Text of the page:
Argentina's Navy Launches Search For Missing Submarine With 44 Crew Aboard


The U.S. Navy has deployed unmanned underwater vehicles (UUV) to join in the search for the Argentine navy's submarine, A.R.A. San Juan, in South Atlantic waters.

Seven failed satellite calls were intercepted by Argentina's defence ministry on Sunday, raising hopes the sub and the 44 people on board would be found.

USA satellite communications company Iridium Communications Inc, which was brought in to help analyse the calls, said they did not originate with its device aboard the vessel and may have been from another satellite communications company's equipment.

An Argentine national flag hangs at the entrance of the Argentine Naval Base Mar del Plata, where the missing submarine is based.

Argentine Pope Francis mentioned the vessel in his Sunday prayer.

Three boats left Mar del Plata on Saturday with radar detection probes and were following the path that the submarine would have taken to arrive at the base in reverse, Balbi said.

On Saturday, the Undersea Rescue Comand, or URC, shipped out two "independent rescue assets" from San Diego en route to the Southern Atlantic, where the Argentine Navy lost communications with one of its submarines.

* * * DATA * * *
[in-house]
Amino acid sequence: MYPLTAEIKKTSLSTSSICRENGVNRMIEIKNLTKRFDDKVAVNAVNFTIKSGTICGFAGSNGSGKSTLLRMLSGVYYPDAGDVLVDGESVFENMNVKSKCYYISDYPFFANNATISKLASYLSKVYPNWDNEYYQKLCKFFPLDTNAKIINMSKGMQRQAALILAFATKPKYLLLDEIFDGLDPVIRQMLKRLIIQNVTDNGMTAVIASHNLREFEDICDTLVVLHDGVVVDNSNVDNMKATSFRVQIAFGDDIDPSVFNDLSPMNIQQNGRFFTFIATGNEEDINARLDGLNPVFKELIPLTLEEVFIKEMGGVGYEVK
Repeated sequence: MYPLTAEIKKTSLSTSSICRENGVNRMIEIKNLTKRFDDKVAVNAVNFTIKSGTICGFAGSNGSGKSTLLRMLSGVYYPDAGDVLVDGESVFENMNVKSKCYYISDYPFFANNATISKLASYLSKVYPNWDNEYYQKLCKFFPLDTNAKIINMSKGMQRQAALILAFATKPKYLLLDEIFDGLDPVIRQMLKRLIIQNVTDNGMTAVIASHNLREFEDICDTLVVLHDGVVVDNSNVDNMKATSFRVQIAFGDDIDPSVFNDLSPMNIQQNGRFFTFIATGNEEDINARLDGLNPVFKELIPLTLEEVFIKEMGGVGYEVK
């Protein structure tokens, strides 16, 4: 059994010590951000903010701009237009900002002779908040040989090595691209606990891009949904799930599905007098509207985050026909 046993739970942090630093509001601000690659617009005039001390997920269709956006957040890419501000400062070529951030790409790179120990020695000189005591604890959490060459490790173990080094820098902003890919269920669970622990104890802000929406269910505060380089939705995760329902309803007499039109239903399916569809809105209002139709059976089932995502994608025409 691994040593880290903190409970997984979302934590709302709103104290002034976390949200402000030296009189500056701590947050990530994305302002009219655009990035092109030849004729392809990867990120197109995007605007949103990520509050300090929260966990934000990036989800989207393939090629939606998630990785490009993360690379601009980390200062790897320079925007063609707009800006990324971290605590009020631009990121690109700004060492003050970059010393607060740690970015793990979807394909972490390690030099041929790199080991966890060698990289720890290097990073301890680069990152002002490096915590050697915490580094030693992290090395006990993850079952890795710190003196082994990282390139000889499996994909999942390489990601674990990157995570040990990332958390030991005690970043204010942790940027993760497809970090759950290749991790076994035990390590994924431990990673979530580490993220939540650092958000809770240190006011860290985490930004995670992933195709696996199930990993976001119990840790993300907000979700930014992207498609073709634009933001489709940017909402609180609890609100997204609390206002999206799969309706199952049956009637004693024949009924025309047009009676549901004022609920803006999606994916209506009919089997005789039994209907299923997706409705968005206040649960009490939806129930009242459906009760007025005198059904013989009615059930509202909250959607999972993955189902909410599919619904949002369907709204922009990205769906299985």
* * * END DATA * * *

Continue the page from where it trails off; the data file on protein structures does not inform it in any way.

Helping to search for the ARA San Juan are Chile, Brazil, the USA, the United Kingdom, Colombia, Uruguay and Peru, although other countries have offered their cooperation in the search and rescue operation, Argentine Defence Minister Oscar Aguad confirmed on Saturday, Efe news reported.

The systems allow the safe underwater transfer of sailors from a submarine at a depth up to 850 feet.

The German-built diesel-powered vessel set sail on Monday from the southern port of Ushuaia enroute to its base in Mar del Plata, farther north in Buenos Aires province. However, it would not be unusual for storms to cause delays, Balbi said.

He said: "I pray for the men of the crew of the Argentine military submarine which is missing".

U.S. Southern Command (SOUTHCOM) directed the deployment of this equipment and personnel to Argentina to support the country's request for worldwide assistance aimed at locating the missing submarine and crew.

By Sunday, the pursuit to pinpoint the pings will be bolstered by the might of the U.S. Navy and Air Force, which are deploying more resources into the massive rescue mission already underway to locate the missing submarine, Pentagon officials told ABC News.